• Proper website design and interface layout are more important than ever, as user engagement and time spent on-page are now determining rank factors.
  • Crawlers will be gauging content from a more “human” perspective. User experience is now going have a much larger impact than ever before.
  • Content lacking “useful information” that is blatantly designed solely for SEO purposes will be more likely to be devalued.

Get social.

  • Engaging media that encourages user dialogue, feedback, comments, etc. will be seen as most relevant in the eyes of Google. Bridging a site’s content with respective Facebook, Twitter, and LinkedIn collateral are not the “end all be all” but are necessary first steps.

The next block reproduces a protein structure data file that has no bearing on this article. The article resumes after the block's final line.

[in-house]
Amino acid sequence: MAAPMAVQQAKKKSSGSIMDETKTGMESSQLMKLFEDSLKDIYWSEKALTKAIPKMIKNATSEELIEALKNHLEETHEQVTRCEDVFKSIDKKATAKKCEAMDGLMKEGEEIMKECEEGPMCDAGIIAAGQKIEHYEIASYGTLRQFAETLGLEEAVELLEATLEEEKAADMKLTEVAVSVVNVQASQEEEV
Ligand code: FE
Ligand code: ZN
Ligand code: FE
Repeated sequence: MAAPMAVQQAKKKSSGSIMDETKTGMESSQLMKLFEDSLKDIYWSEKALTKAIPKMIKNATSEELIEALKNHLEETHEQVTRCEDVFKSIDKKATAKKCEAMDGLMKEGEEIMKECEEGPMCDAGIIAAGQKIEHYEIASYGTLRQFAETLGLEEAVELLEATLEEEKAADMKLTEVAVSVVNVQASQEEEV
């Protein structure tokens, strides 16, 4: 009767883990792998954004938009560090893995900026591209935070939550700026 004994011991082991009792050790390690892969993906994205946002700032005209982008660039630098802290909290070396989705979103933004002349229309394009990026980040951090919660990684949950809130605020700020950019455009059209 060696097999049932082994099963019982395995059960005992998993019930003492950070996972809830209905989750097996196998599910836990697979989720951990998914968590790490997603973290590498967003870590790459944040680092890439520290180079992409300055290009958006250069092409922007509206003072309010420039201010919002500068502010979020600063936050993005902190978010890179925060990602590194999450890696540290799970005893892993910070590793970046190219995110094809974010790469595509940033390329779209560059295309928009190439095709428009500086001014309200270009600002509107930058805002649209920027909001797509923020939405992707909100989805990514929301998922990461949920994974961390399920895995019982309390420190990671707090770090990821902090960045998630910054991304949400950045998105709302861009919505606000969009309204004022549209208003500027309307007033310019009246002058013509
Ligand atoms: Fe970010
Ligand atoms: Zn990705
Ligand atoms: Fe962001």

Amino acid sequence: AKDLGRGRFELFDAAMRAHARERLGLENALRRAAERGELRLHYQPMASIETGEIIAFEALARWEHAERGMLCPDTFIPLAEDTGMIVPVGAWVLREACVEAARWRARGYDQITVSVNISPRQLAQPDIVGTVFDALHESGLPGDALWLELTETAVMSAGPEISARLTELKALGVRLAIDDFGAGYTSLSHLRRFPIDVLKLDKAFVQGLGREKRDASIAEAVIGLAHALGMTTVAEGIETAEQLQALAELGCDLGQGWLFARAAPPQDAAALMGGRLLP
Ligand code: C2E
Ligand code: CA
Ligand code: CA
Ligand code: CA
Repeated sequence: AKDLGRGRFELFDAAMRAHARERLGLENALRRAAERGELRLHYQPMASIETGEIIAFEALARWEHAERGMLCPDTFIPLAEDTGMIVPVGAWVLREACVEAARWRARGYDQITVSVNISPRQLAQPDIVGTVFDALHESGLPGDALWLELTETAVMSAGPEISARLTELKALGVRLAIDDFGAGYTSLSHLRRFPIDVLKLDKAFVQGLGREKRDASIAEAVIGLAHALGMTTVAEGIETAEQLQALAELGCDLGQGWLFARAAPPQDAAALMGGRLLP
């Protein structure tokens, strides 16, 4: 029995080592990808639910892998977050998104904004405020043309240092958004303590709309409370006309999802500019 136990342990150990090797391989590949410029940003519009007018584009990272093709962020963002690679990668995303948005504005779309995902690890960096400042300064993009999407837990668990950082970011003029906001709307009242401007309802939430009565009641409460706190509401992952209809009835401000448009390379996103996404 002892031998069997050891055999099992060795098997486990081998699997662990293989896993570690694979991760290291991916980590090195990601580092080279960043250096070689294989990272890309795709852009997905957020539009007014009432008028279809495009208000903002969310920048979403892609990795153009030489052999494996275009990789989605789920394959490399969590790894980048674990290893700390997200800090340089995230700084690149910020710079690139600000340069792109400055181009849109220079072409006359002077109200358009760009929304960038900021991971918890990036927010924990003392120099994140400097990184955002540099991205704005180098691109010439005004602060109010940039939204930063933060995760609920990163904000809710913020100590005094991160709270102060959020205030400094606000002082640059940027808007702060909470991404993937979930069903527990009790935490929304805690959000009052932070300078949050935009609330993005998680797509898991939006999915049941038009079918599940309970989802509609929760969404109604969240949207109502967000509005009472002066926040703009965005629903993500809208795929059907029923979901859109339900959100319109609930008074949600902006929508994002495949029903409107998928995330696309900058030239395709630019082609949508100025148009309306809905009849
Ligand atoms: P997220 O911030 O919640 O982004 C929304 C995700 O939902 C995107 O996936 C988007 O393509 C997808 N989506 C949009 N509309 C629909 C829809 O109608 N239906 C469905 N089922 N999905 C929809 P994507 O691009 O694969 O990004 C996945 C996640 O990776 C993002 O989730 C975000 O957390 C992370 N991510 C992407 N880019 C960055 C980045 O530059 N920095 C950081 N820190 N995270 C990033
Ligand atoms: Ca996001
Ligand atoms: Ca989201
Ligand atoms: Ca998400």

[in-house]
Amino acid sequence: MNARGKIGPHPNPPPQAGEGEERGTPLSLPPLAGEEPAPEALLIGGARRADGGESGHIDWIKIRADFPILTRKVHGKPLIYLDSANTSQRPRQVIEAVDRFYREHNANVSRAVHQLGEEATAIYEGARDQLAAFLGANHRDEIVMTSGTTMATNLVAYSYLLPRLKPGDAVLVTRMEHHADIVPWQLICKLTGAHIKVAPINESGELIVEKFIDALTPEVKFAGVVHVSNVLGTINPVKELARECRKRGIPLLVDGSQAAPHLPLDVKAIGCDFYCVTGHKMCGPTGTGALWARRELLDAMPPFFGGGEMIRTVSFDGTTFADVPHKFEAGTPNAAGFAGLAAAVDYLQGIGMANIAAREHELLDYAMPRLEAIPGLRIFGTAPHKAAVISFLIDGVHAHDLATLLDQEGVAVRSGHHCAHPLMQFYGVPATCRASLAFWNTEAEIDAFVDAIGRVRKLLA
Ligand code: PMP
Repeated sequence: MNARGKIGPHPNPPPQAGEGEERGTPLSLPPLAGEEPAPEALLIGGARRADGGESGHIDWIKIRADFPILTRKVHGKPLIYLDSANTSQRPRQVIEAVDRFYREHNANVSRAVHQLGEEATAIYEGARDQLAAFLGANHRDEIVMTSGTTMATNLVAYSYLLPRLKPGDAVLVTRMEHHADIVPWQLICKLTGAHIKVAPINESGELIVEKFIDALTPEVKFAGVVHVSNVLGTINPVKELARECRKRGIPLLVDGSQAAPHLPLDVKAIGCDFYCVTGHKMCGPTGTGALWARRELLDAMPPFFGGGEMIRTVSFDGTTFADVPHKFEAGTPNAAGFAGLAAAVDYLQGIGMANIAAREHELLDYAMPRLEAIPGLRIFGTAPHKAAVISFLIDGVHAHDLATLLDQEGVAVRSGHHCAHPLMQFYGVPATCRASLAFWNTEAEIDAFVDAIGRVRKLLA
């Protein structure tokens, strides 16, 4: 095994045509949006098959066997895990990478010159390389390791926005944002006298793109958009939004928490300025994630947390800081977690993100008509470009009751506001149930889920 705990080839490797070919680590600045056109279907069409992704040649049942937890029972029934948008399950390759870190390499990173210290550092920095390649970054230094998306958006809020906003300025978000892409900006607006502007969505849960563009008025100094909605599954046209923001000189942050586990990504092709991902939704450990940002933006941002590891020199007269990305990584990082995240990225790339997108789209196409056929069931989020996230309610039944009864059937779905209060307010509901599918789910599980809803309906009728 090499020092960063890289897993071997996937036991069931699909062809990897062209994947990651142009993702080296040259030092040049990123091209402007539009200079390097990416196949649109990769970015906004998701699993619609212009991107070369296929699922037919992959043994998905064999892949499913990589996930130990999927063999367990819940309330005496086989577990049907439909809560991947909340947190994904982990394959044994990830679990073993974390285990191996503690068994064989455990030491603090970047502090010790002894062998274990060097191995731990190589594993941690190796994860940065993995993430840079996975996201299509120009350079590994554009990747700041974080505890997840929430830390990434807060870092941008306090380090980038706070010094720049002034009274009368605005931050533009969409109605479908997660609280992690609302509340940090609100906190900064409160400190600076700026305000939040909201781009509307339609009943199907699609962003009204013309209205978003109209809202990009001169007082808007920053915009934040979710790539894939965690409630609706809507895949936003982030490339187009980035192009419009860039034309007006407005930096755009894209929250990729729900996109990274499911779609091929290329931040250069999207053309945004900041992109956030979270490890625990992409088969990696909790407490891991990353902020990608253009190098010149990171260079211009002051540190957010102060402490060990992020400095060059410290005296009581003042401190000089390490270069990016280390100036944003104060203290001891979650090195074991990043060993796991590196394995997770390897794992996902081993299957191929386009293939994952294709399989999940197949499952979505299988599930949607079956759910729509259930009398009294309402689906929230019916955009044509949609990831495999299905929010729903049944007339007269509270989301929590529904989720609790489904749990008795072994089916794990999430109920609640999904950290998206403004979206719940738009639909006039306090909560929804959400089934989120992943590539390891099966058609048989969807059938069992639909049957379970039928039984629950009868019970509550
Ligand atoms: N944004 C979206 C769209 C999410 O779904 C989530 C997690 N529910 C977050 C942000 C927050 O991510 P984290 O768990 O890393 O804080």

• Diversity of traffic is now a determining factor – the number of users entering a site domestically and worldwide will be gauged.

Remember to always check under the hood.

  • According to Rand Fishkin of SEOMoz, optimization around usage metrics is now key – time spent on-page, bounce rates, click-through-rates from the SERP are now factors that are heavily weighed by Panda.
  • Fishkin also encourages keeping a close eye on analytics data to ensure that all ducks are properly aligned – if direct traffic, branded traffic, and search traffic do not increase, rank will be affected for targeted pages.

iAcquire’s Stance on Panda